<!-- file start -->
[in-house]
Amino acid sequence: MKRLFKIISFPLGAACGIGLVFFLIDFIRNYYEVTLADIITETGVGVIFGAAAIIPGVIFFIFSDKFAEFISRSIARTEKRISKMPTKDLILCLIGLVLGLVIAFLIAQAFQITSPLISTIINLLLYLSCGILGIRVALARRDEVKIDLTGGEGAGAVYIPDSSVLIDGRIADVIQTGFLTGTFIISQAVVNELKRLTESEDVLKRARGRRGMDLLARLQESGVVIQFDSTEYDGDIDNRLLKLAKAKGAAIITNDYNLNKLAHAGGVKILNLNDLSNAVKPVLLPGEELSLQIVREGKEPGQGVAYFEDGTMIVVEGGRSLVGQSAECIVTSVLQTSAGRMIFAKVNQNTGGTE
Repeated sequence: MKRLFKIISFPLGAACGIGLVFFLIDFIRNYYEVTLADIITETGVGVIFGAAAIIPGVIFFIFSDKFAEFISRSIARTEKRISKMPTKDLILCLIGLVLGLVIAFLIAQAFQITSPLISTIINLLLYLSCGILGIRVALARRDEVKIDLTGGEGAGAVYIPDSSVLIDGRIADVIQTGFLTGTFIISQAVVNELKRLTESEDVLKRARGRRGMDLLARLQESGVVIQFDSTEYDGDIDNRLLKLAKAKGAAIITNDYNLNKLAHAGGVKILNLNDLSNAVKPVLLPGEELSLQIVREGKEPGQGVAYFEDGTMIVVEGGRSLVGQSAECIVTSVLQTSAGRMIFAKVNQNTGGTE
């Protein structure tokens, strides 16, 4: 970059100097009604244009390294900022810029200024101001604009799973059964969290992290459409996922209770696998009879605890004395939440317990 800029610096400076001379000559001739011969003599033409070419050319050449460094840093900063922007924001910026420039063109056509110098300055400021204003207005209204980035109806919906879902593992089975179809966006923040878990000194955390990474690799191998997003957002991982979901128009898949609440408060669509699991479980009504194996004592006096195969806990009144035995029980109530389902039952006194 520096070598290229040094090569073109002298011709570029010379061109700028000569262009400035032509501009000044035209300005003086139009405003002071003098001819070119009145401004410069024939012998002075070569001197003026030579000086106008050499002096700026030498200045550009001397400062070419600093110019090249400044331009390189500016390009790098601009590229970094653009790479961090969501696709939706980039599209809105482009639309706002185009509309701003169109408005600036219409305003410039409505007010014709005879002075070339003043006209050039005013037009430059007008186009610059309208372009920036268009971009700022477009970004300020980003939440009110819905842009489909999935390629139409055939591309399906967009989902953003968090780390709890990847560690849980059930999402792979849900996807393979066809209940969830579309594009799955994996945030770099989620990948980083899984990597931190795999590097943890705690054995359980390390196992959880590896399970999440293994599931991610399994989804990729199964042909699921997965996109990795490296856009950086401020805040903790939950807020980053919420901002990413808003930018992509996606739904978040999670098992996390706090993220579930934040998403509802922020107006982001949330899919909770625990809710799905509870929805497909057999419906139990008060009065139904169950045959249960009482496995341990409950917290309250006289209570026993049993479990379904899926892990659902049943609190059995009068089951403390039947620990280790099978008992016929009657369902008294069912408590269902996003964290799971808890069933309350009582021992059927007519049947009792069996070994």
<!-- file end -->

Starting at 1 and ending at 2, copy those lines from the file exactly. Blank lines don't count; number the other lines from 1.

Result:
[in-house]
Amino acid sequence: MKRLFKIISFPLGAACGIGLVFFLIDFIRNYYEVTLADIITETGVGVIFGAAAIIPGVIFFIFSDKFAEFISRSIARTEKRISKMPTKDLILCLIGLVLGLVIAFLIAQAFQITSPLISTIINLLLYLSCGILGIRVALARRDEVKIDLTGGEGAGAVYIPDSSVLIDGRIADVIQTGFLTGTFIISQAVVNELKRLTESEDVLKRARGRRGMDLLARLQESGVVIQFDSTEYDGDIDNRLLKLAKAKGAAIITNDYNLNKLAHAGGVKILNLNDLSNAVKPVLLPGEELSLQIVREGKEPGQGVAYFEDGTMIVVEGGRSLVGQSAECIVTSVLQTSAGRMIFAKVNQNTGGTE